PCS surprised and disappointed at the pension's regulators recent

comments on ETV's


Pension Capital Strategies were surprised and disappointed at the pension's regulators recent comments on ETV's


11th December 2009, London:  Pension Capital Strategies Ltd (PCS) support the need for focus on Employee Transfer Values (ETVs) and the need to ensure appropriate practices. PCS agree with the Regulator that trustees should be vigilant and exercise careful scrutiny over transfer incentive exercises and that it is important that proper processes are put in place, including the provision of independent financial advice, to ensure that pension scheme members are properly informed about the choices they have.

However, Charles Cowling, Managing Director, PCS, says "We are disappointed with the Regulator's implication that transfer incentive exercises as a whole are inappropriate, rather than there are inappropriate practices that need to be stopped. We do not agree that 'Trustees should start from the presumption that such exercises and transfers are not in member interests'. Nor do we agree that 'the company's gain is likely to be the member's loss'. This simplistic view does not reflect the likely reality of the large majority of cases".

PCS believe there are many reasons why taking a fair and reasonable transfer value (which may or may not include a separate cash incentive) could be in member's interests. These will vary from case to case but can include one or more of the following:

  • A pension scheme member is going through a divorce, or is not married and wants to benefit from the value of a spouse's benefit included in the transfer value   
  • A pension scheme member wants more flexibility in how and when he / she draws their pension and in what form (i.e. early or late retirement, possibly with a different scale of pension increases)
  • A pension scheme member may wish to benefit from the opportunity of a higher tax free cash sum at retirement 
  • A pension scheme member may be in poor health and able to benefit, possibly significantly, from taking a transfer value
  • A pension scheme member may wish to increase their life assurance protection
  • A pension scheme member wants the freedom and flexibility to manage their own financial affairs and not be reliant on a previous employer
  • A pension scheme member may be concerned about the concentration of investment risk from having a very large part of their life savings tied up in the future health of their former employer (even a very strong company has a material risk of going bust over the next 20 years or so - with the dire consequences that this might have on the individual's pension entitlements, even with the possible presence of the PPF).

Where there is a cash incentive included as part of the exercise then there will be several more reasons why a transfer could be in the member's interests:

  • if the pension scheme member has large debts (or even just a mortgage), then it usually makes more financial sense to pay off debt before saving for retirement. The ability to cash in part of their pension savings (through a cash payment attached to a pension transfer value) will often be financially attractive.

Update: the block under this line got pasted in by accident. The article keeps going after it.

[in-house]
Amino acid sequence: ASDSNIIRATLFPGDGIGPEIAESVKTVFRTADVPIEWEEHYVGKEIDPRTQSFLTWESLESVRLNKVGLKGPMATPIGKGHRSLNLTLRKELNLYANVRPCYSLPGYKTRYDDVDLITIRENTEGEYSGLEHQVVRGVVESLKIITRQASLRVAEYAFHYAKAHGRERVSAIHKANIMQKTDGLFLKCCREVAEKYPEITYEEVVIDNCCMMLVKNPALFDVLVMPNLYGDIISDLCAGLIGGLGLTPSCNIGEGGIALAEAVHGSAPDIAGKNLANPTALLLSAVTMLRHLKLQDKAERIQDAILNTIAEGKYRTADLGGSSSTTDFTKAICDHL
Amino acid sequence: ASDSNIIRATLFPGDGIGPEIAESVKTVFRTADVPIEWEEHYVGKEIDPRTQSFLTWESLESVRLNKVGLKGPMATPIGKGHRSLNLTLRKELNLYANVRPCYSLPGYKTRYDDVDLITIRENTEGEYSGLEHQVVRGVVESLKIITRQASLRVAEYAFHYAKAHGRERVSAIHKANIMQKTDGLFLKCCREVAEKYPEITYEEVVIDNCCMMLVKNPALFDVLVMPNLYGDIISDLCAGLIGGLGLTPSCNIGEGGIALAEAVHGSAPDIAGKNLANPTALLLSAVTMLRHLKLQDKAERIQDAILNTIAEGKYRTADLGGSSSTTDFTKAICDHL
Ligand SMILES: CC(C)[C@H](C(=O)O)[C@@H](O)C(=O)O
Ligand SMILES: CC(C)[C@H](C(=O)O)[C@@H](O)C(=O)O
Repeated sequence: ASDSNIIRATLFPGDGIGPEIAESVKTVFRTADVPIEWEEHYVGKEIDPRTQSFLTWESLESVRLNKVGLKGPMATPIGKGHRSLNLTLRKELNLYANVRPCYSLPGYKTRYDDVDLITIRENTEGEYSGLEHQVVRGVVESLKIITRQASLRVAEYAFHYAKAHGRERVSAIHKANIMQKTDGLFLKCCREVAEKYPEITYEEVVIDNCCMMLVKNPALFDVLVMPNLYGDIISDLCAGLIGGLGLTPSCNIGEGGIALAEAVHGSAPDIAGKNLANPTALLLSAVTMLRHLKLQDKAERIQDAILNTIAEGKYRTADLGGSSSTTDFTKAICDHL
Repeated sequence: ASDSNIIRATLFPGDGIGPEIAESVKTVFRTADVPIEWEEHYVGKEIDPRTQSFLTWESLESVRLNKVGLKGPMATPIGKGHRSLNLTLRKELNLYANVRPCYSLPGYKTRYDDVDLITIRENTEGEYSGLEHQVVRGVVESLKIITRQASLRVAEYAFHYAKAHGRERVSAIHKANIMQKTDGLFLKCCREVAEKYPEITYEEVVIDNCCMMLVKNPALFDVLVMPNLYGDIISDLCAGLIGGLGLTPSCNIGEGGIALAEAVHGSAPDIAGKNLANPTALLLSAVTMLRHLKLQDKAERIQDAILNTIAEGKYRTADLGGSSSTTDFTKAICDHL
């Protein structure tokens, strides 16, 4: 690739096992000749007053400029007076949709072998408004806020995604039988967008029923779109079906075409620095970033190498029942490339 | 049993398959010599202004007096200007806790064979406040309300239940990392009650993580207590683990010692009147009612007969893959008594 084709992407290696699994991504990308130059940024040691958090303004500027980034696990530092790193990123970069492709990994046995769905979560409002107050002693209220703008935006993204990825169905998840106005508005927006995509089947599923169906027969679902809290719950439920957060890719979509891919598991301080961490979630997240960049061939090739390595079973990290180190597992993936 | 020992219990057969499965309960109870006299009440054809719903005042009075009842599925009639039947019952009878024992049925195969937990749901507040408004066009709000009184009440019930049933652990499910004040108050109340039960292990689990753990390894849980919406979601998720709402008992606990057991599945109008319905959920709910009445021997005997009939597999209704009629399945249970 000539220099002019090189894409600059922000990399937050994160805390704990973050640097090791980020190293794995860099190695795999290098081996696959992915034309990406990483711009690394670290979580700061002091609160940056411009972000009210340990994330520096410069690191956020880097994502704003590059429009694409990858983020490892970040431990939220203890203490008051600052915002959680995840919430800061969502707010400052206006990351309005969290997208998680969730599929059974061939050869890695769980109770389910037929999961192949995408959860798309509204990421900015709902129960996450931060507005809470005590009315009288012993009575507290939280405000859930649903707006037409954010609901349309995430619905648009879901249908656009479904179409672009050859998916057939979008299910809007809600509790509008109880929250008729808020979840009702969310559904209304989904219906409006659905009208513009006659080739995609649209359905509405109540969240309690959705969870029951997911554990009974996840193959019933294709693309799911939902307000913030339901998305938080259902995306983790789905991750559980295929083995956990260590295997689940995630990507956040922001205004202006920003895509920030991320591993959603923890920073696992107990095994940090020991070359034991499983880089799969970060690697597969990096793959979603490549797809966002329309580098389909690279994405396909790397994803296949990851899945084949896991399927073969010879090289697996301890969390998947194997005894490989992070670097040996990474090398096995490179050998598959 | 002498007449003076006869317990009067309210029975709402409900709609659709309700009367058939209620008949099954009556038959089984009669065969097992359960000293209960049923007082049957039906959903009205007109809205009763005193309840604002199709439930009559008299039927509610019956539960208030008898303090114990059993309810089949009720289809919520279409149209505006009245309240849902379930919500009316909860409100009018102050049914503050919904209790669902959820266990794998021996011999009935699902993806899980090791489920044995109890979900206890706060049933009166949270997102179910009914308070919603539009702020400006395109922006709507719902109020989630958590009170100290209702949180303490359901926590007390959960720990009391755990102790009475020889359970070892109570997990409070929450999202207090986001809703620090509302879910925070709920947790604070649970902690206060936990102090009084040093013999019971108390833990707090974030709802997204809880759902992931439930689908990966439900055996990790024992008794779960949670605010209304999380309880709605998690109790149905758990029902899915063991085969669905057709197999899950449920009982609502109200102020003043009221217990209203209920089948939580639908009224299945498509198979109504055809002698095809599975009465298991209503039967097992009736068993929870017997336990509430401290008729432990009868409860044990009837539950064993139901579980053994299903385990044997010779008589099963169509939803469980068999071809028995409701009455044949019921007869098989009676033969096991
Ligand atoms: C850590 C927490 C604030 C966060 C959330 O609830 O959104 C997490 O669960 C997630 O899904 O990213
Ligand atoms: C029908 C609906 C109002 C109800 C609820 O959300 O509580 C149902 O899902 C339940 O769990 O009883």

• if the pension scheme member has recently been made redundant, the cash payment could avoid the individual having to make very expensive short term borrowings or possibly, even, sell their home.
  • if the pension scheme member is likely to be on means tested benefits in retirement, then there can be significant advantages in taking a transfer value + cash payment.

Charles Cowling concludes, "We have handled many pension scheme transfer cases and these are just some of the reasons given by members why a transfer can be in their interests. For the Pensions Regulator to suggest otherwise is, we believe, unhelpful - and potentially detrimental to pension scheme members. In particular, transfer values often represent an important way for trustees and employers to manage down the huge risks in their pension schemes.

"PCS believe members' interests would be better protected if the Regulator focused on improving transfer values offered by trustees and ensuring proper practice on transfer incentive exercises. But that should not mean avoiding transfer incentive exercises. It is important to remember that done well a transfer incentive exercise can be equally beneficial for many members as well as employers".





Charles Cowling                                               07920 834047

Isabella Young                                                 07920 586032


Notes to Editors:

About Pension Capital Strategies

Pension Capital Strategies (PCS) was established in 2006 to help companies to manage their Defined Benefit pension obligations, offering advice on managing scheme assets and liabilities, on communication with trustees and on finding the right funding solutions.

A subsidiary of the Jardine Lloyd Thompson Group, PCS can draw upon skills and experience in the areas of corporate finance, tax, capital markets, asset management, actuarial and general pension regulation and practice to provide strategic advice and practical answers.


Contact Details

Isabella Young

Head of Communications & Marketing

The St Botolph Building
London, EC3A 7AW
[T]: 020 7558 3387